This is most interesting. Certainly their survival will depend on immediate flight. Yet, there’s a passage that speaks of Jesus’ disciples as not completing their mission to the cities of Israel till the Son of Man has come. We know that that particular mission was arrested by the Lord soon after His statement. This points to an end time resumption of that same mission during the time of Antichrist. From this I infer that there will be a measure of Jewish survival throughout the Land, particularly in the northern parts that will leave open the possibility of travel and evangelism during the siege of Antichrist.
It is possible that Jews who have lost all power or hope of power to resist will not command his full attention during the fast paced days of military conquest that follow after the abomination has been placed in the holy place in Jerusalem. This could also explain why Jews hiding throughout the wilderness of Petra are not rooted out.
It is also apparent that a small Jewish remnant is still in Jerusalem by the time of the 2nd woe (6th trumpet) in Rev 11. I can only suppose that they have maintained a presence in Jerusalem by some special protection of God, perhaps the protection is provided by the presence of the two witnesses, since the scripture says the Antichrist is powerless to harm until the time. In any event, it is with particular reference to the “Land” that Zechariah says two thirds will be cut off. It is an open question as to whether this same ratio of survival will obtain throughout the nations where persecution will also extend. All is to say that it appears that the greatest urgency for flight and obedience to the Lord’s command is to those living most immediately in that specific vicinity. That seems where the greatest and most concentrated wrath of the Antichrist will be first visited.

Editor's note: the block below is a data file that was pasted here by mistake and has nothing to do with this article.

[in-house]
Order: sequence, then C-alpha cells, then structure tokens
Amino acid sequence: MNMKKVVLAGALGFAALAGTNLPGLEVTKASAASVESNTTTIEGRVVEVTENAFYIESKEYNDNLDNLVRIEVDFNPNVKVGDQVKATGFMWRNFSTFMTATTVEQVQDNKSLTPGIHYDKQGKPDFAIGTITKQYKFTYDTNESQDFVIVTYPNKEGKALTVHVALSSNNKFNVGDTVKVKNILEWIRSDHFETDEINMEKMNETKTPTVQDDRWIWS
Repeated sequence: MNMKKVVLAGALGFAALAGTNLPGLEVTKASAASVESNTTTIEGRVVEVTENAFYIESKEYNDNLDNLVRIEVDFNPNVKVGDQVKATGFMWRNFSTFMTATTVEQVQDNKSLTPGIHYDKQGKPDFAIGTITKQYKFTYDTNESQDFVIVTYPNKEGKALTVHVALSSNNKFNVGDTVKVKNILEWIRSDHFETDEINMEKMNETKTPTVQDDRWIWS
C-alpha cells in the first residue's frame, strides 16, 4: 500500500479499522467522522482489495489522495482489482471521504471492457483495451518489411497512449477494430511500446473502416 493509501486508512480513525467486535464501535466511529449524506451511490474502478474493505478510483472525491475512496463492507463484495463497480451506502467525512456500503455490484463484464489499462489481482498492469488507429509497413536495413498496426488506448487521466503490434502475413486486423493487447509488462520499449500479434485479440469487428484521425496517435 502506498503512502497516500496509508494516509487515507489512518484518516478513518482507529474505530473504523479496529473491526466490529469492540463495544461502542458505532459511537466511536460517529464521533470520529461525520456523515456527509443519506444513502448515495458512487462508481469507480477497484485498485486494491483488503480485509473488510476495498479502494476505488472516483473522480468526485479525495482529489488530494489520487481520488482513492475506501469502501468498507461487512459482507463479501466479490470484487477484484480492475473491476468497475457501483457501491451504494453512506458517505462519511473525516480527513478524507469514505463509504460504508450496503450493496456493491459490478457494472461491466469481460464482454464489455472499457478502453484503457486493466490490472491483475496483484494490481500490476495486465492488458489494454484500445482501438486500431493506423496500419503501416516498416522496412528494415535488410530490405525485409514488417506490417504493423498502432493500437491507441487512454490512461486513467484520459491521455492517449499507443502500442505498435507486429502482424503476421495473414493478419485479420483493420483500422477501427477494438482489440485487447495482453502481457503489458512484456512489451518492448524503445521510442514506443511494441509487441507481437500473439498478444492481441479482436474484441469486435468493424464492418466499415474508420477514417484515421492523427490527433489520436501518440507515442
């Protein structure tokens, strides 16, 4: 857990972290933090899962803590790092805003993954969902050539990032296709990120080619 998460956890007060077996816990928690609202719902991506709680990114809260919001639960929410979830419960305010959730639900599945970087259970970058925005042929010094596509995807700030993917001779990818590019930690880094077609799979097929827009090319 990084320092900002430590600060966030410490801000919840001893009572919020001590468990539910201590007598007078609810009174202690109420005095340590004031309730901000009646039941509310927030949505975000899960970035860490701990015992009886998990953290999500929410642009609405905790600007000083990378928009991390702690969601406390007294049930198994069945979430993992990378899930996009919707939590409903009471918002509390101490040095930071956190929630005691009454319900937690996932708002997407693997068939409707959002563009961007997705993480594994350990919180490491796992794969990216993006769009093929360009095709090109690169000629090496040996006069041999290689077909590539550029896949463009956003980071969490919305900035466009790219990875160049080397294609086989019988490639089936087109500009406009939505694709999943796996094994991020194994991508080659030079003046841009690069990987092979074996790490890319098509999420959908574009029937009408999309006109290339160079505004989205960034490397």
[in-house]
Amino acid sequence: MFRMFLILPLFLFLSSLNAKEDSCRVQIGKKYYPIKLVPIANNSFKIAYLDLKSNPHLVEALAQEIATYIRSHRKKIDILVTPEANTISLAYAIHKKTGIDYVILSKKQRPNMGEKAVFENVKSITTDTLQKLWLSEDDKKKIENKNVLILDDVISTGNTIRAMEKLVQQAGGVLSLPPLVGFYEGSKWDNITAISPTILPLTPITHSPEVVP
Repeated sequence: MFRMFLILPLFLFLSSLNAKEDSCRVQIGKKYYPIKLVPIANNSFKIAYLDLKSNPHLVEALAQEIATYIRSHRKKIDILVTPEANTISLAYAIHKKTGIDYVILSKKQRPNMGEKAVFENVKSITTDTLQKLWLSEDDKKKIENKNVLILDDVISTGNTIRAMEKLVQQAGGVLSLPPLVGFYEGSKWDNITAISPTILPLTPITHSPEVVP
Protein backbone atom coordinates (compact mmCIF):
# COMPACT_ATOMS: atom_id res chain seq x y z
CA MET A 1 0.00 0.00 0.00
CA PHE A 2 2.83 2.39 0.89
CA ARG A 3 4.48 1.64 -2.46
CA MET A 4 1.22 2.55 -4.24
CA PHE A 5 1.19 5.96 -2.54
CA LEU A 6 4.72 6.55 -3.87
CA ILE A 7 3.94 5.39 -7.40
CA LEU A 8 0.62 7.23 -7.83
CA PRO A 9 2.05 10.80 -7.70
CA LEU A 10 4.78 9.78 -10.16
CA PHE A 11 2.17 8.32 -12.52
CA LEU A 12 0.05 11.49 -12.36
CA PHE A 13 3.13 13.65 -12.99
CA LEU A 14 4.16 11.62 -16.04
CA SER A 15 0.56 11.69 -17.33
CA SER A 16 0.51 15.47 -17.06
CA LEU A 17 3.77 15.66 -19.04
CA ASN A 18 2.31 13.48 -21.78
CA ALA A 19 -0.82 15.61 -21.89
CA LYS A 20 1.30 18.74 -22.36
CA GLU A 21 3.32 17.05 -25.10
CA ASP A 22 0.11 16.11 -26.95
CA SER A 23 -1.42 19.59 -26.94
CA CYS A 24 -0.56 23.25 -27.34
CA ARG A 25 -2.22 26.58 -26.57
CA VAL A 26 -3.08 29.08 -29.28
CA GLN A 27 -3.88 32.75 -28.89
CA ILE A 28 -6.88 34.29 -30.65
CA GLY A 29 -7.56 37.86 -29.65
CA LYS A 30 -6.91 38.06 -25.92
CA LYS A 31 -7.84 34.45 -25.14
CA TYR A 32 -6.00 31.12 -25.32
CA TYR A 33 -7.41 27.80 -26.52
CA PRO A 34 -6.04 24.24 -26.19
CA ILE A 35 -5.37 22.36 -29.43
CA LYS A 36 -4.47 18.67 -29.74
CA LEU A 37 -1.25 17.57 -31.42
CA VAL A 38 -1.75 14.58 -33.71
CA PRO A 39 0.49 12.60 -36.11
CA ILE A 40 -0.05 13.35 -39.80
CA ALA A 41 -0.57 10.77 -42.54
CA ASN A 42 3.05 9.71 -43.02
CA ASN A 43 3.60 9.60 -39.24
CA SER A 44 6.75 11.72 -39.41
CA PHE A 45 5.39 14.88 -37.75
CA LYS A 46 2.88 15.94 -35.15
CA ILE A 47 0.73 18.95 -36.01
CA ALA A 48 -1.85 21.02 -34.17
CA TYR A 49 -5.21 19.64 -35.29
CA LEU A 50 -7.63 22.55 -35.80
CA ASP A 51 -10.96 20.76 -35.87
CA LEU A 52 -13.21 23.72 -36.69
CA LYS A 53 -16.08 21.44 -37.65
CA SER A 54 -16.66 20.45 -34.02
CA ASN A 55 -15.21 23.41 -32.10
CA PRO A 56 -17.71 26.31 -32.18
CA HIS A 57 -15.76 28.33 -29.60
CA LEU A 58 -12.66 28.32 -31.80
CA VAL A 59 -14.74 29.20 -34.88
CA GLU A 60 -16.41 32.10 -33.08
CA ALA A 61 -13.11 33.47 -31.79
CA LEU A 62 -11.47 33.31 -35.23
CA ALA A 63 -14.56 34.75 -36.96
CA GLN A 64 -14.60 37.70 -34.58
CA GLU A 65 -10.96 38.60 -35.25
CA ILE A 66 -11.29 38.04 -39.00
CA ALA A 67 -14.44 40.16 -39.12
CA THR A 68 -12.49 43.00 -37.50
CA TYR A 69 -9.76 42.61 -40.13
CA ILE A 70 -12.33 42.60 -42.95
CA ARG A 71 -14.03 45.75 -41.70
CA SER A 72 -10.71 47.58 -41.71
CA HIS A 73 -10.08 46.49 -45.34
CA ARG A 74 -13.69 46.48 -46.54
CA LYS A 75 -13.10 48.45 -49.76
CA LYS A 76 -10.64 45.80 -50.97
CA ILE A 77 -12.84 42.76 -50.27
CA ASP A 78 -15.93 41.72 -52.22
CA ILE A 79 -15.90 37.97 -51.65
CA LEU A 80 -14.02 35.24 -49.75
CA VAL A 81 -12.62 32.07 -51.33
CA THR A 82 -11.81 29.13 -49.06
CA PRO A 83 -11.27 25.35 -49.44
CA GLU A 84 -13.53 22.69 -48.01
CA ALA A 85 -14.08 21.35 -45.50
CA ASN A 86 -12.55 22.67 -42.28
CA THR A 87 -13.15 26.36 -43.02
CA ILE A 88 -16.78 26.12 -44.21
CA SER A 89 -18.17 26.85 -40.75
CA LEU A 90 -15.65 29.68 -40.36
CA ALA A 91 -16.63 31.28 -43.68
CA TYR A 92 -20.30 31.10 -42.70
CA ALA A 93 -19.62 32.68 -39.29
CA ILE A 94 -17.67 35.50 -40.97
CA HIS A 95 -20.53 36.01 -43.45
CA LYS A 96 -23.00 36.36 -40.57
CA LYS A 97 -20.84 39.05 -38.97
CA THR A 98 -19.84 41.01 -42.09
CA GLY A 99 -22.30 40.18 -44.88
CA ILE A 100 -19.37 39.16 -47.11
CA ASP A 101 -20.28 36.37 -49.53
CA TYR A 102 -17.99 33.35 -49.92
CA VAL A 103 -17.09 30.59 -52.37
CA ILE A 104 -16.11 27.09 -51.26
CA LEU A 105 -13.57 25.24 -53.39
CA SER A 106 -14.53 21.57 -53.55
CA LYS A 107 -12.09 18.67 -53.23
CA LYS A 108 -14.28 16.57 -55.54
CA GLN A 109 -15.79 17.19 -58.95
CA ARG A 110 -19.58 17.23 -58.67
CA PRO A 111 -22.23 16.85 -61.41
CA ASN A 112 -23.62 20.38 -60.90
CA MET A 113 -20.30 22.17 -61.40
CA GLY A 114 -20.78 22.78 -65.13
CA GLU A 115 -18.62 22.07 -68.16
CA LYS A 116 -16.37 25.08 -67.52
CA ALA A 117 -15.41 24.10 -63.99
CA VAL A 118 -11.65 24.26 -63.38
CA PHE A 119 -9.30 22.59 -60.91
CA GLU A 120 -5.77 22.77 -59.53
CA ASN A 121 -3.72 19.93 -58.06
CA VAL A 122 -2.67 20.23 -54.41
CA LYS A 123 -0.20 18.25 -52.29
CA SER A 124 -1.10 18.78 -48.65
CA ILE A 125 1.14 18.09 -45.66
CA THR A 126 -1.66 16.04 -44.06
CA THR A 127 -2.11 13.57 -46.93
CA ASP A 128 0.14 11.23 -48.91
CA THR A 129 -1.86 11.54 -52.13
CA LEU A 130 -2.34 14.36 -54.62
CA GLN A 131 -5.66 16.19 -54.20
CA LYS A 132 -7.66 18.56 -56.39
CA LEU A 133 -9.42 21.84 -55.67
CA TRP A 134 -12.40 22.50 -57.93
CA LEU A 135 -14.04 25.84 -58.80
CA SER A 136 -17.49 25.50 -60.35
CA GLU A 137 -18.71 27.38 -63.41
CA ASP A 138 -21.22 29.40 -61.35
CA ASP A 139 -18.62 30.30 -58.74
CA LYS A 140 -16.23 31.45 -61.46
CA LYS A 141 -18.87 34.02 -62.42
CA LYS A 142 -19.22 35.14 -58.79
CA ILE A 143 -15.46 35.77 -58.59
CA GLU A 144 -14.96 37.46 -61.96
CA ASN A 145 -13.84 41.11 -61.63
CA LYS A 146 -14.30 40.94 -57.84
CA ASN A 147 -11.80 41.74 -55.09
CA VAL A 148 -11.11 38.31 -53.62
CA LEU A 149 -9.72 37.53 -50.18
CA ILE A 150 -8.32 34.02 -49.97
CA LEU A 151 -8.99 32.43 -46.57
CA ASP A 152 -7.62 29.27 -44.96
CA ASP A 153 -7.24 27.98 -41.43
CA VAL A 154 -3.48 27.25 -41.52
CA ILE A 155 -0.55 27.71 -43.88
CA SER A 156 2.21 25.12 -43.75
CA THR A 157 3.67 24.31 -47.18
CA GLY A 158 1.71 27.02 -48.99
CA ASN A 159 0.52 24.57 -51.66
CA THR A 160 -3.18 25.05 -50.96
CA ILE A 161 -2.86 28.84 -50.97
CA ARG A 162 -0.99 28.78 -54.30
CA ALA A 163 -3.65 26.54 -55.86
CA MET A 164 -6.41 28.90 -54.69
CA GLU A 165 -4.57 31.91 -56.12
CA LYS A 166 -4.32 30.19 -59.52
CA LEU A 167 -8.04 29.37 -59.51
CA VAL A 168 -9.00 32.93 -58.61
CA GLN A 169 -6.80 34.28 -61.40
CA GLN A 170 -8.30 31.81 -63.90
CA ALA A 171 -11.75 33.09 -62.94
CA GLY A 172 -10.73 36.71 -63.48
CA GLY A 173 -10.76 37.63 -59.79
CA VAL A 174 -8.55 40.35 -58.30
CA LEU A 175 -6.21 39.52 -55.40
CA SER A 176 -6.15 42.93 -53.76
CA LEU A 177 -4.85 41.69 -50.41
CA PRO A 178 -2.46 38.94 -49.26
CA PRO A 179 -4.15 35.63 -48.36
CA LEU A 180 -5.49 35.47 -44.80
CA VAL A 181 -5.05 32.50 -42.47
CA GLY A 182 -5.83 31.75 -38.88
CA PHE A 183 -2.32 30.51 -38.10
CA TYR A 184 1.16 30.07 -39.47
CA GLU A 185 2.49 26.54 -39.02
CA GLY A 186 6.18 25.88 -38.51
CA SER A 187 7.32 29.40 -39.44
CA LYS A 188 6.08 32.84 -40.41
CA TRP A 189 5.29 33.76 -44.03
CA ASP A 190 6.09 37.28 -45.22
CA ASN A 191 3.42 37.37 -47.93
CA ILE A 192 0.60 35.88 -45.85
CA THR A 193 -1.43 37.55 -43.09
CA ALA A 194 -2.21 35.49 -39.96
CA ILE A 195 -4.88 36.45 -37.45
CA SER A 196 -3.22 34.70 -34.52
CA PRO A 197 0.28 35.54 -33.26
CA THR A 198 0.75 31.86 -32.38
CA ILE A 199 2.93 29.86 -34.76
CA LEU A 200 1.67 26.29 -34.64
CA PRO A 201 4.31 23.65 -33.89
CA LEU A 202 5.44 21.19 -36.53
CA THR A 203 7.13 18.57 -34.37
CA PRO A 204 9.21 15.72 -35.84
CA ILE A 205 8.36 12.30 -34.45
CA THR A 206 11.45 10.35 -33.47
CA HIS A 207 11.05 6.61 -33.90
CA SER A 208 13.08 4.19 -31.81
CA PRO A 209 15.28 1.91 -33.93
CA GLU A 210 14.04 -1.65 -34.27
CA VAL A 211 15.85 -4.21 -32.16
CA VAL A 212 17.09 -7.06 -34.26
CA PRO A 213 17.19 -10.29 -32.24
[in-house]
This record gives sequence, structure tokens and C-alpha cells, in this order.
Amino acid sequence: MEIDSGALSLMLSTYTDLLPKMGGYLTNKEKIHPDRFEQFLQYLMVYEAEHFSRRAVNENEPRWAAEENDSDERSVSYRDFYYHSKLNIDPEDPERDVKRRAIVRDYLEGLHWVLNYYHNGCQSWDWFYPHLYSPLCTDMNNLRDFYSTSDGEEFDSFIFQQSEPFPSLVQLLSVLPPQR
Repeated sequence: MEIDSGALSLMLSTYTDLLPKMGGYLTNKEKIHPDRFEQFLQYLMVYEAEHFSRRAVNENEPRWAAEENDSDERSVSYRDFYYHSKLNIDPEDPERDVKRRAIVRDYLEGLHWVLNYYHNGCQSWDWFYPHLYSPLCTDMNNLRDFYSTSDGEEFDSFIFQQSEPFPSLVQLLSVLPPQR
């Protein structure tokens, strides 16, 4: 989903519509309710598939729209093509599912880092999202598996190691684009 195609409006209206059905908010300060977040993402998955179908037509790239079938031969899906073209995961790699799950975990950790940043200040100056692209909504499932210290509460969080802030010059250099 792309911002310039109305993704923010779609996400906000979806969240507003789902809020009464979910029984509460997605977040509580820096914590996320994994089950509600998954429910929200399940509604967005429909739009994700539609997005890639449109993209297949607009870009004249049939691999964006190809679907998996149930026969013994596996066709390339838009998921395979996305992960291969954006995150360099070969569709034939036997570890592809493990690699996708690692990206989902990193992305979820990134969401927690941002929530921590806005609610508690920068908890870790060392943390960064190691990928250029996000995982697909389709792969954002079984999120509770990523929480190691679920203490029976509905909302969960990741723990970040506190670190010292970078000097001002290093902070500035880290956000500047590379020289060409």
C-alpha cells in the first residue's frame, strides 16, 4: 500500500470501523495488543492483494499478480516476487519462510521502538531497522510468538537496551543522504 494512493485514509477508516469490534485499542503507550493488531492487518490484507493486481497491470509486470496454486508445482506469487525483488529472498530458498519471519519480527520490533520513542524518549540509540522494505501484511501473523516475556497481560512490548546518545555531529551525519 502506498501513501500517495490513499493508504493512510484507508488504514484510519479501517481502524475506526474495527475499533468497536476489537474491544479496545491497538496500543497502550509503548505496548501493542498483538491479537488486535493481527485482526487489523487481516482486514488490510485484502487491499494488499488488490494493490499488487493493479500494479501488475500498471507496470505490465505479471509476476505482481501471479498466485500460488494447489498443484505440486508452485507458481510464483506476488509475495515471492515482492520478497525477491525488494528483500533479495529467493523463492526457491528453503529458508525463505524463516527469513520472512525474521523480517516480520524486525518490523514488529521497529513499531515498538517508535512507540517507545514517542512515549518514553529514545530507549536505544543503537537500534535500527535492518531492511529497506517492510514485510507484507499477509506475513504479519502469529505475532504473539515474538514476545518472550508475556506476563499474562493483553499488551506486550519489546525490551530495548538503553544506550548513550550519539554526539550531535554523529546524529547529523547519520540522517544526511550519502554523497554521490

Pray that witnesses will be stationed in strategic places armed with this life saving knowledge in order to direct and escort Jews to places of safety and refuge. What a witness for Jesus that will be, but as I show in other places, Jesus is only demonstrating His full “Jewish” agreement with a number of key Old Testament passages that describe this time of urgent flight to the wilderness.
Response later in the day:
Reggie – this gave me goosebumps:
It is possible that Jews who have lost all power or hope of power to resist will not command his full attention…
Somehow, in my spirit, it smacks of truth.
One thing I noted from Phil’s email:
There certainly is something very special about these ‘settlers’ and their committment to the land covenant.
Only God knows a man’s heart and motive, but from my observations, I’d say the predominant root of Zionism is much more about a desire to see the victory of the Jewish people than it is about a desire to see the glorification of the God of the Torah – a God in whom, by the way, many of them do not actually believe!